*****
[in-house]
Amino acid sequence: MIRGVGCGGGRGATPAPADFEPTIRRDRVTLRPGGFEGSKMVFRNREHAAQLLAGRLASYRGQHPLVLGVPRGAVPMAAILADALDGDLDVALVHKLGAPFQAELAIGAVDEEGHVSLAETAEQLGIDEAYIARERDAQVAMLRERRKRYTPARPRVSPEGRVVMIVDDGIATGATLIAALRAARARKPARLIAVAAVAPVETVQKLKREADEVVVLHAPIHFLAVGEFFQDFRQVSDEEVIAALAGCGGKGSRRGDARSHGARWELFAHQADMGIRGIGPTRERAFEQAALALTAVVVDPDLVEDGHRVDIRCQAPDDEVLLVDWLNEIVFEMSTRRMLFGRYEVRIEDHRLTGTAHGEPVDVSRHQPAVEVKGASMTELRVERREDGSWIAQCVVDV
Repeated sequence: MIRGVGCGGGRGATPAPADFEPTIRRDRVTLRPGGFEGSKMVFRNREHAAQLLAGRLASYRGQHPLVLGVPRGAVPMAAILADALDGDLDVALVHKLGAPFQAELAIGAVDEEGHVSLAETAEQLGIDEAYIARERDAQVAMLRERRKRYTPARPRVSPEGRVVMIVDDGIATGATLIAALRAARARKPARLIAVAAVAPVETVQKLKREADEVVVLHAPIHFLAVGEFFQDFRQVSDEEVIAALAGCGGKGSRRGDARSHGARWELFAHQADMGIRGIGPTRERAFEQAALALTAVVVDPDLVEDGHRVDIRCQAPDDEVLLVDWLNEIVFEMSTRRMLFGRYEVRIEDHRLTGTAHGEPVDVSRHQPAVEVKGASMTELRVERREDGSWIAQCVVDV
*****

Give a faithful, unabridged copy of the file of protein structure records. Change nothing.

[in-house]
Amino acid sequence: MIRGVGCGGGRGATPAPADFEPTIRRDRVTLRPGGFEGSKMVFRNREHAAQLLAGRLASYRGQHPLVLGVPRGAVPMAAILADALDGDLDVALVHKLGAPFQAELAIGAVDEEGHVSLAETAEQLGIDEAYIARERDAQVAMLRERRKRYTPARPRVSPEGRVVMIVDDGIATGATLIAALRAARARKPARLIAVAAVAPVETVQKLKREADEVVVLHAPIHFLAVGEFFQDFRQVSDEEVIAALAGCGGKGSRRGDARSHGARWELFAHQADMGIRGIGPTRERAFEQAALALTAVVVDPDLVEDGHRVDIRCQAPDDEVLLVDWLNEIVFEMSTRRMLFGRYEVRIEDHRLTGTAHGEPVDVSRHQPAVEVKGASMTELRVERREDGSWIAQCVVDV
Repeated sequence: MIRGVGCGGGRGATPAPADFEPTIRRDRVTLRPGGFEGSKMVFRNREHAAQLLAGRLASYRGQHPLVLGVPRGAVPMAAILADALDGDLDVALVHKLGAPFQAELAIGAVDEEGHVSLAETAEQLGIDEAYIARERDAQVAMLRERRKRYTPARPRVSPEGRVVMIVDDGIATGATLIAALRAARARKPARLIAVAAVAPVETVQKLKREADEVVVLHAPIHFLAVGEFFQDFRQVSDEEVIAALAGCGGKGSRRGDARSHGARWELFAHQADMGIRGIGPTRERAFEQAALALTAVVVDPDLVEDGHRVDIRCQAPDDEVLLVDWLNEIVFEMSTRRMLFGRYEVRIEDHRLTGTAHGEPVDVSRHQPAVEVKGASMTELRVERREDGSWIAQCVVDV